CMI and KPMG discuss how to take advantage of FTAs with India and China

Wednesday, 24 December 2014 00:00 -     - {{hitsCtrl.values.hits}}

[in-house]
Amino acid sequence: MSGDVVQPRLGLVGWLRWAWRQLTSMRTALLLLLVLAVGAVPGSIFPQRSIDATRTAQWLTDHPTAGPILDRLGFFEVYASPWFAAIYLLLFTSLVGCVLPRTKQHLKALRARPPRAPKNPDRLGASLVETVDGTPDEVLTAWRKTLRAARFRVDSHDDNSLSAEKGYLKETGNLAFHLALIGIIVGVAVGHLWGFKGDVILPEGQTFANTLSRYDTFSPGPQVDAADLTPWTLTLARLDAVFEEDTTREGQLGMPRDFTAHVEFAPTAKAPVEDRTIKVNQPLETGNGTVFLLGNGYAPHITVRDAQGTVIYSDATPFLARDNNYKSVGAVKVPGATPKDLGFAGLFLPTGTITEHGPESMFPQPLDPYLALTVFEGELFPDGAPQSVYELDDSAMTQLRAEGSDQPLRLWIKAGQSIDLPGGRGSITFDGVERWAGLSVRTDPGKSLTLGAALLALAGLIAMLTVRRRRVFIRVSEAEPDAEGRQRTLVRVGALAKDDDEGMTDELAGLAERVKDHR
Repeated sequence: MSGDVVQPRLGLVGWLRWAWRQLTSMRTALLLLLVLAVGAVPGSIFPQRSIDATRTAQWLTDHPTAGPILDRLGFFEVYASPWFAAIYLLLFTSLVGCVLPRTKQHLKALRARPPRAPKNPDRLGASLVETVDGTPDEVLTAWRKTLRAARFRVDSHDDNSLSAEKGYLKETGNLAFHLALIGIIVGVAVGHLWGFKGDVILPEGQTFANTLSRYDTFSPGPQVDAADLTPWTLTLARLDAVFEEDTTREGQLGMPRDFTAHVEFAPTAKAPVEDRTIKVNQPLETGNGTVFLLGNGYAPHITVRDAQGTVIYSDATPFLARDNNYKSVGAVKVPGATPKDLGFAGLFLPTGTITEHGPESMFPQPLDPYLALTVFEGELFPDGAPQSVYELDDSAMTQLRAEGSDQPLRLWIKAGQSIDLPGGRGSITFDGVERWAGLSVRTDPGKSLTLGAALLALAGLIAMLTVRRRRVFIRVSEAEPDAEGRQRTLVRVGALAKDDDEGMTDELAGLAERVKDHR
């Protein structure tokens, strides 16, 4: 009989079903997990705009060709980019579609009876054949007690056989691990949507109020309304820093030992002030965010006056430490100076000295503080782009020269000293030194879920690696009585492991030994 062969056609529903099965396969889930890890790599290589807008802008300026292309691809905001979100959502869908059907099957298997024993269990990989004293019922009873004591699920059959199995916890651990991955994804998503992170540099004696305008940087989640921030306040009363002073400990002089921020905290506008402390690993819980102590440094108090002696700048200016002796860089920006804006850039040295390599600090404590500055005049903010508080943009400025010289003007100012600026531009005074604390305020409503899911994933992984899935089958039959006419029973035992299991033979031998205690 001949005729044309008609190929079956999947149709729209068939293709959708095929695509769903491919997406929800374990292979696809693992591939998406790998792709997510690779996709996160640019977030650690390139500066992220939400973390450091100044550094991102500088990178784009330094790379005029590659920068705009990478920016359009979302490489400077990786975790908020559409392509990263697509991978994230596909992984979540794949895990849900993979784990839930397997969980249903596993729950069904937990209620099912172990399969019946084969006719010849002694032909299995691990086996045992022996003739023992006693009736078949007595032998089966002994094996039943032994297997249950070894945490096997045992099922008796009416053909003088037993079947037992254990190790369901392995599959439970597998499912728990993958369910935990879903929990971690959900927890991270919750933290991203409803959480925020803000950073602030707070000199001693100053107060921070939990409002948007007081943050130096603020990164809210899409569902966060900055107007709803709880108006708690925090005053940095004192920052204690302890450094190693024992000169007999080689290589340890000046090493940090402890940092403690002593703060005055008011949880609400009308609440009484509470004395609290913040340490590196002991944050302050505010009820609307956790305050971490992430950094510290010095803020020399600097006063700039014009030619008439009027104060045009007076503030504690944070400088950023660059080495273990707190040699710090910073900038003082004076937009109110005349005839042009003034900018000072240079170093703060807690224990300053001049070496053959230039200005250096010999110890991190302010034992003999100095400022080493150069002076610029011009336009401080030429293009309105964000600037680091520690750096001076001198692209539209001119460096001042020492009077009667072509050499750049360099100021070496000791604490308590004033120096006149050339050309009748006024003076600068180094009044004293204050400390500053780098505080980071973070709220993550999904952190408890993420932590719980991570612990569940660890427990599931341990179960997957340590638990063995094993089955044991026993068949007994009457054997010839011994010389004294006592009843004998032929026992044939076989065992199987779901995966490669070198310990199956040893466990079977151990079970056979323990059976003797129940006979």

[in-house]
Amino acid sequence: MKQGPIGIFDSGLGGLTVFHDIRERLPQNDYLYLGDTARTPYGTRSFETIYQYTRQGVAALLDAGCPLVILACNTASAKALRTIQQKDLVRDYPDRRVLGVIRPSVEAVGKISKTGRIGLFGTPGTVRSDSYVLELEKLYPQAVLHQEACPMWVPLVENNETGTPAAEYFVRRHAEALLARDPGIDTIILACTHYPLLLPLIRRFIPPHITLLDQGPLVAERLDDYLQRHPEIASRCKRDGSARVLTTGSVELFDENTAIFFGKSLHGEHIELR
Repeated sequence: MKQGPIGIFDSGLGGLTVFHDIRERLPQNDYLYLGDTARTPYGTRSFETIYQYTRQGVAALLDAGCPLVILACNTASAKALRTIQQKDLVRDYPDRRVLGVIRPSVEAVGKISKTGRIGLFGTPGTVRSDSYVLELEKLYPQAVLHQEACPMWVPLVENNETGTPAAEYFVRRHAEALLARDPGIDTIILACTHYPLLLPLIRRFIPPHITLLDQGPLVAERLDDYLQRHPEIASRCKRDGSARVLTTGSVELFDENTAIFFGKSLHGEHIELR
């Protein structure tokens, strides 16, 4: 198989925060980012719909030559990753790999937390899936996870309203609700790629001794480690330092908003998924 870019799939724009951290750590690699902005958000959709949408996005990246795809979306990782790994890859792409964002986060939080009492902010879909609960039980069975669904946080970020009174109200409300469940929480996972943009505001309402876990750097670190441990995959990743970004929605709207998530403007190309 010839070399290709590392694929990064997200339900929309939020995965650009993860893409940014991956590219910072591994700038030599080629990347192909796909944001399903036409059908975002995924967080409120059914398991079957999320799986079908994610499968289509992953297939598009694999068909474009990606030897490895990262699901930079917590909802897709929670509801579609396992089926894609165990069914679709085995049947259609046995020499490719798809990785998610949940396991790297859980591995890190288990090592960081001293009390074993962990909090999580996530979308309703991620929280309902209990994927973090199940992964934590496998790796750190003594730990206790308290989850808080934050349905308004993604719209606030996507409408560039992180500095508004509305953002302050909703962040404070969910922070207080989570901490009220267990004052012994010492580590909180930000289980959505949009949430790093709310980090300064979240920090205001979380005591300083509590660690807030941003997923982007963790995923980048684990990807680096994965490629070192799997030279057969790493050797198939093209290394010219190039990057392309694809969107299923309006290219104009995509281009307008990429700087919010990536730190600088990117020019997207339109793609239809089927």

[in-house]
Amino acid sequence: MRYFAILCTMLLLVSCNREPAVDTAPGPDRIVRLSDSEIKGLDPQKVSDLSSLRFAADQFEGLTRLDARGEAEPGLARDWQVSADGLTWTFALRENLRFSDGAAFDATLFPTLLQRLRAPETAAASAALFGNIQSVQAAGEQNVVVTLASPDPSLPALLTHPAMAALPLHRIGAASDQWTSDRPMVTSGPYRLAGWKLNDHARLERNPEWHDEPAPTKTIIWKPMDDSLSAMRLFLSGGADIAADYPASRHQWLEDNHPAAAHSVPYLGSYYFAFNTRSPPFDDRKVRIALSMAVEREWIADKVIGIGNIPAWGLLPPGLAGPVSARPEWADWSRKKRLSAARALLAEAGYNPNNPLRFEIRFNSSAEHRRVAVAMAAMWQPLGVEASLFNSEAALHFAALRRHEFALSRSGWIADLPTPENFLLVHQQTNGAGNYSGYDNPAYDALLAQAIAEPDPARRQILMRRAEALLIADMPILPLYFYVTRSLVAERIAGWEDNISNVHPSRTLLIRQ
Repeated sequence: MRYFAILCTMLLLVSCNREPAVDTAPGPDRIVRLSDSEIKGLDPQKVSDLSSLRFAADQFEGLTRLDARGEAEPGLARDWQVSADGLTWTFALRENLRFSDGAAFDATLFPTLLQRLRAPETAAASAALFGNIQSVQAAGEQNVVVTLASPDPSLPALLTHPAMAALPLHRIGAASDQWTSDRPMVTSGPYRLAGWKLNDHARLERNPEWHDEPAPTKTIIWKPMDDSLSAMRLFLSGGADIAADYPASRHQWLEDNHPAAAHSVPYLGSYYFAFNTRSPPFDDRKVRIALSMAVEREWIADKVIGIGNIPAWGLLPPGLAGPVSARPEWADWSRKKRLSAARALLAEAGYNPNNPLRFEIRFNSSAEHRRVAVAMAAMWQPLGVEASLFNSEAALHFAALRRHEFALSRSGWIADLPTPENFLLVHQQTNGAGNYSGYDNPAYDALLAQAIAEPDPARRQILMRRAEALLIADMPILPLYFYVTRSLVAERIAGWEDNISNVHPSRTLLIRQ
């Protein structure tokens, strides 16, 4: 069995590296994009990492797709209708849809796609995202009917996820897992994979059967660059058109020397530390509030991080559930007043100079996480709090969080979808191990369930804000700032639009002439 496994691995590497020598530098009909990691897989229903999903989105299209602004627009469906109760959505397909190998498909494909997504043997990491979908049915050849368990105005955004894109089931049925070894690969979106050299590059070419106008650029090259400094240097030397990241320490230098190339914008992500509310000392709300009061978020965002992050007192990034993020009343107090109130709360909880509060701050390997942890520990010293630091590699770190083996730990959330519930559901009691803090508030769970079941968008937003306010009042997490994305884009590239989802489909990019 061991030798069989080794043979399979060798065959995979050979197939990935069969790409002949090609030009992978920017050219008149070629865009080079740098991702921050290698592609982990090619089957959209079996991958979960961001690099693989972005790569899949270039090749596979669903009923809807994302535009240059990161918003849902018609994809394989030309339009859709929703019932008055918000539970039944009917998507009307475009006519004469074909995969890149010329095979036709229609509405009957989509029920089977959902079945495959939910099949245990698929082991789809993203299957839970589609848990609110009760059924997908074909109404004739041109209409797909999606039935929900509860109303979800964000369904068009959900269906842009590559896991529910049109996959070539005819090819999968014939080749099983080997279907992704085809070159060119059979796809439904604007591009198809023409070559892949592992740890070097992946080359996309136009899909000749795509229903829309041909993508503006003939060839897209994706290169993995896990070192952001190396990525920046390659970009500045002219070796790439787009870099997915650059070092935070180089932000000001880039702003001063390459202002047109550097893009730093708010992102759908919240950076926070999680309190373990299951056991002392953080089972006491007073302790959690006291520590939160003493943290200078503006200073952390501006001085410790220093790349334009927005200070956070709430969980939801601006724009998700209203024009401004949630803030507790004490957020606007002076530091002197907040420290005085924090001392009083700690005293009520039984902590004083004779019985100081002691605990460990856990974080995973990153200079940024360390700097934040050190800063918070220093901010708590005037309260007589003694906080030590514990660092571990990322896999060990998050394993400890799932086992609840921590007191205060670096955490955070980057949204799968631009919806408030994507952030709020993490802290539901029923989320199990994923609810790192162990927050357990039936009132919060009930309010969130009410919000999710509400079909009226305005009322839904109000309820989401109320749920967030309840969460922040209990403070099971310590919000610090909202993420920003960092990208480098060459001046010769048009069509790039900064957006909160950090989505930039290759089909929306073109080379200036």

In an effort to go beyond the obvious and to better understand the dynamics, opportunities and challenges that stem from Sri Lanka’s Free Trade Agreements (FTA) with India and prospects with China, the Chartered Management Institute (CMI) – UK’s Sri Lanka Branch, held a knowledge sharing event recently which they organised in association with their exclusive knowledge partner, KPMG in Sri Lanka. The event captioned ‘Free Trade Agreements: Trends, Prospects and Opportunities with India and China’ brought together business leaders in an interactive discussion on how to make the most of the trade agreements with India and China and how they can contribute to the development of Sri Lanka’s economy. Setting the platform for the discussion National Institute of Exports Chief Executive Officer P.D. Fernando shared Sri Lanka’s experience on FTAs, highlighting trends, limitations and opportunities. He stated that to counter challenges these agreements pose a joint operational cell to handle FTA related disputes can largely be of benefit to businesses. Mihular conducting the panel discussion   P.D. Fernando also reviewed the FTA in place between China and Switzerland and mentioned that reading such agreements between other countries would assist in drawing up the Sri Lanka China FTA. Sighting the importance of facing the main world trade route, as a natural marine hub, he said that the vision of Sri Lanka should be to conclude an effective FTA with China and step in to the Regional Comprehensive Economic Partnership process. KPMG in Sri Lanka Principal – Tax & Regulatory Suresh R.I. Perera presented an overview of the 27 Articles of the Indo Lanka Free Trade Agreement including the Rules of Origin and the negative lists. He pointed out that according to the Rules of Origin, two criteria namely, 35% value addition and change of the HS coding at 4 digit level, must both be fulfilled. He also emphasised that though the parties have not invoked, the agreement contains measures for dispute resolution and establishment of a Joint Committee for the smooth operation of the FTA. According to Article XI, a Joint Committee is to be established at Ministerial level and to meet at least once a year to review the progress made in the implementation of the FTA so as to ensure that benefits of trade expansion emanating from the FTA accrue to both Contracting Parties equitably. He also emphasised that articles should include addressing safeguard measures, balance of payment issues, state trading enterprises, domestic legislations etc. His presentation was followed by a panel discussion moderated by KPMG in Sri Lanka Managing Partner Reyaz Mihular. The panel discussion included eminent business leaders and professionals comprising Dr. Rohantha Athukorala, Country Director – Turner Investments (USA), R.D.S. Kumararatne, Director General of Commerce, Navindra Abeyesekera, President, Sri Lanka-China Business Council, P.D. Fernando, Chief Executive Officer, National Institute of Exports, and Suresh R.I. Perera, Principal – Tax & Regulatory, KPMG in Sri Lanka. Commenting on the opportunity that the China FTA can pose to Sri Lanka, Navindra Abeyesekera stated that today, China’s population stands at 1.4 billion people, which is more or less 19% of the total world’s population. China’s Imports have grown year on year by 7% from $ 1,817 billion in 2012 to $ 1,949 billion in 2013, and out of these imports, 42% is from developed Asian countries, namely, South Korea, Japan, Taiwan, Hong Kong and Malaysia. Responding to how Sri Lanka could exploit the China market, Navindra Abeyesekera stated that our export strategy to China should be based on China’s presently high value added import products from Asia, which can be manufactured either fully or partially in Sri Lanka and focusing on the new Chinese consumer, their behavioural and spending habits. He added that in our exports strategy we need to focus on value addition through brand names, whereby Sri Lankan companies look at partnering reputed brands especially in high value added import segments such as, jewellery, shoes, thereby generating higher margins and changing our identity. Rohantha Athukorala pointed out that in order to exploit the now available access to the market, one does not have to wait for FTAs. He believed one must venture out of the country and meet prospective buyers and initiate business. The FTAs will support the entrepreneurial venture that one embarks on. Specifically on the proposed China FTA he voiced the opinion that it is not going to be easy for the Sri Lankan export industry. One will have to work out a competitive position by continuously studying the Chinese market. 15 countries have duty free and preferential access to the Chinese market. Many more FTAs are in the pipeline and are at a more mature stage compared to the Sri Lanka – China FTA. He added that focusing on consumer information is vital for successful business insights on market opportunities. The most popular bilateral FTA to emerge in the region was the India-Sri Lanka FTA. In 2011-12, India’s imports from Sri Lanka went up by almost 45% to cross $ 720 million, making Sri Lanka the largest source of merchandise from the South Asian region for India. It is relevant to note that over 70% of Sri Lanka’s exports to India are covered under the FTA. Commenting on it R.D.S. Kumararatne stated that the full potential of the FTA is yet to be fully exploited by Sri Lanka, and broadening the FTA is the way forward. He added that FTAs are essential for countries, especially like Sri Lanka, to come up with strategies in order to face the new challenges in highly competitive markets. In conclusion, Reyaz Mihular stated that businesses need the right insight in evaluating and implementing savings and compliance related advisory to exploit these agreements and be provided with necessary support of the complex business challenges and key issues faced by businesses. CMI and KPMG hope to continue their partnership on similar knowledge sharing initiatives, bringing together industry professionals to share their expertise on topics that are of relevance to the Sri Lankan business environment.